To determine if Echinaforce and its alkylamides can change the steady-state mRNA levels of CYP3A4, we exposed HepG2 cells to Echinaforce or alkylamides over a period of 96 h. Rifampicin was used as the positive control and plain medium with 0.1% ethanol was used as the vehicle control. Following treatment, the mRNA was extracted and the levels of CYP3A4 mRNA were quantified by real time RT-PCR using β-actin as the internal control (reference gene). It has been reported that Echinaforce can up-regulate β-actin in human monocytes/macrophages [12]. Therefore, a second reference gene, GAPDH, was used to detect β-actin up-regulation. We found that exposure to Echinaforce (Figure 3) or the alkylamides (data not shown) did not result in up-regulation of β-actin expression in HepG2 cells, allowing β-actin to be used reliably as an internal control. Melt-curve analysis confirmed the absence of non-specific amplification products (data now shown). The results of the real time PCR analysis are shown in Figure 4 and Table 2. Exposure to rifampicin resulted in a statistically significant (P < .05) up-regulation of CYP3A4 expression (3.8-fold) compared to the vehicle control (0.1% ethanol) as shown in Table 2. In contrast, exposure to Echinaforce or the alkylamides did not produce any statistically significant changes (at the 5% level) in the CYP3A4 mRNA levels (see Table 2).

Table 2: Induction of CYP3A4 gene expression in HepG2 cells by Echinaforce and its alkylamides.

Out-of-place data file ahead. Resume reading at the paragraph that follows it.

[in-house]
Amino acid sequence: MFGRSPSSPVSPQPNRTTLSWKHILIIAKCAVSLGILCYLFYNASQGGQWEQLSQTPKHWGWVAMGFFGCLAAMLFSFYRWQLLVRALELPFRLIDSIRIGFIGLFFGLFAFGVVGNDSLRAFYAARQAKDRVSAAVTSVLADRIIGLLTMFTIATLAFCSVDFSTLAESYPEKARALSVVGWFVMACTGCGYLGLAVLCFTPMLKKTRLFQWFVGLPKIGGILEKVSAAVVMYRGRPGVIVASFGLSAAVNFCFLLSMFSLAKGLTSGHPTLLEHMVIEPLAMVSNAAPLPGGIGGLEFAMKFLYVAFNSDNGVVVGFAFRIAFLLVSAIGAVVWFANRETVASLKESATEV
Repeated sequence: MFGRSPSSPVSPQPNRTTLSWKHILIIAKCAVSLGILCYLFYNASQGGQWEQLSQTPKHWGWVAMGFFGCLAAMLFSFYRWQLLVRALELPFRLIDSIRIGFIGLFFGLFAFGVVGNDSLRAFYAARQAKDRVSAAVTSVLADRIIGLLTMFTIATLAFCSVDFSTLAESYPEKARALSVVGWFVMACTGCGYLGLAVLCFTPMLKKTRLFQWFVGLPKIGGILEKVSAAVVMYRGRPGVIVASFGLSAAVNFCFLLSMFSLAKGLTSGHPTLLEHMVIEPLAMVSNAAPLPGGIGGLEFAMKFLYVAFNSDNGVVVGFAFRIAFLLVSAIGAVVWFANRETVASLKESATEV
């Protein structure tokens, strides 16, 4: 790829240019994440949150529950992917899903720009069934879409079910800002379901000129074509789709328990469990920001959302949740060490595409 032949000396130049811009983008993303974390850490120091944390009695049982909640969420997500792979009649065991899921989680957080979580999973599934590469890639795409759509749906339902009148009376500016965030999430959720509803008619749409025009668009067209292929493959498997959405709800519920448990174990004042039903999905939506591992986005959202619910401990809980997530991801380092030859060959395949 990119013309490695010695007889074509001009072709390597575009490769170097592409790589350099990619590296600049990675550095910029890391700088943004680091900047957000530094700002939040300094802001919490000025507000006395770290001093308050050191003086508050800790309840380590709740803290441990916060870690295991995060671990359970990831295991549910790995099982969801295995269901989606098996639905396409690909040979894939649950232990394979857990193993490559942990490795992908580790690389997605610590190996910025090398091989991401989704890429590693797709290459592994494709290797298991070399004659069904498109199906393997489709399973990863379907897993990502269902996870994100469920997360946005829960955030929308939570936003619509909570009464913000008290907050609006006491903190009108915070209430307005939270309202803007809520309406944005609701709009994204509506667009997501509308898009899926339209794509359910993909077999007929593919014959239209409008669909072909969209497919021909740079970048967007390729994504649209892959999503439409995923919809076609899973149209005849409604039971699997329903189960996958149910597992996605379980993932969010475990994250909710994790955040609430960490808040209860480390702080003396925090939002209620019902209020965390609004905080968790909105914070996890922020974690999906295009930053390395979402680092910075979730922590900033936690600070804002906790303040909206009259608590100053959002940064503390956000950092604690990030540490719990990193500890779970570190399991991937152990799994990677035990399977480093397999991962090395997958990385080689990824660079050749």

Figure 3: Relative CYP3A4 mRNA expression (fold increase over vehicle control) for β-actin using GAPDH as the reference gene, following treatment of HepG2 cells with Echinaforce (E: 22 μg mL−1) or with vehicle control [0.1% ethanol (EtOH)] for 96 h. A value of 1 denotes no increase over the control. The values are the average of three independent experiments ± SE.
Figure 4: Relative CYP3A4 mRNA expression (fold increase over vehicle control) for CYP3A4 in HepG2 cells after a 96 h treatments with: 50 μM rifampicin (R), Echinaforce (E1: 1.16 μg mL−1, E2: 11.6 μg mL−1, E3: 22 μg mL−1), alkylamide 1 (1A: 1.62 nM, 1B: 40 nM), alkylamide 2 (2A: 1.62 nM, 2B: 40 nM), alkylamide 3 (3A: 1.62 nM, 3B: 44 nM) and alkylamide 4 (4A: 1.62 nM, 4B: 44 nM). A value of 1 denotes no increase over the control. Values are the average of three independent experiments ± SE. Statistically significant results (P < .05 with a randomization assay) are marked with **.

4. Discussion

This is the first study to investigate the influence of an Echinacea preparation (Echinaforce) and four alkylamides on the steady state CYP3A4 mRNA level in HepG2 cells. No statistically significant changes in the mRNA steady-state level of CYP3A4 were observed after treating the cells with clinically relevant concentrations of Echinaforce or any of the alkylamides. In contrast, treatment with rifampicin resulted in a 3.8-fold up-regulation of CYP3A4. This value is in agreement with other studies with rifampicin [7, 20]. Therefore, we conclude that the compounds found in Echinaforce and the alkylamides tested have no effect on CYP3A4 transcriptional activity in HepG2 cells. It is possible that Echinaforce or the alkylamides might induce CYP3A4 expression at higher concentrations than the ones we tested. However, this would be at levels well above the clinically relevant range and, thus, would have no practical significance.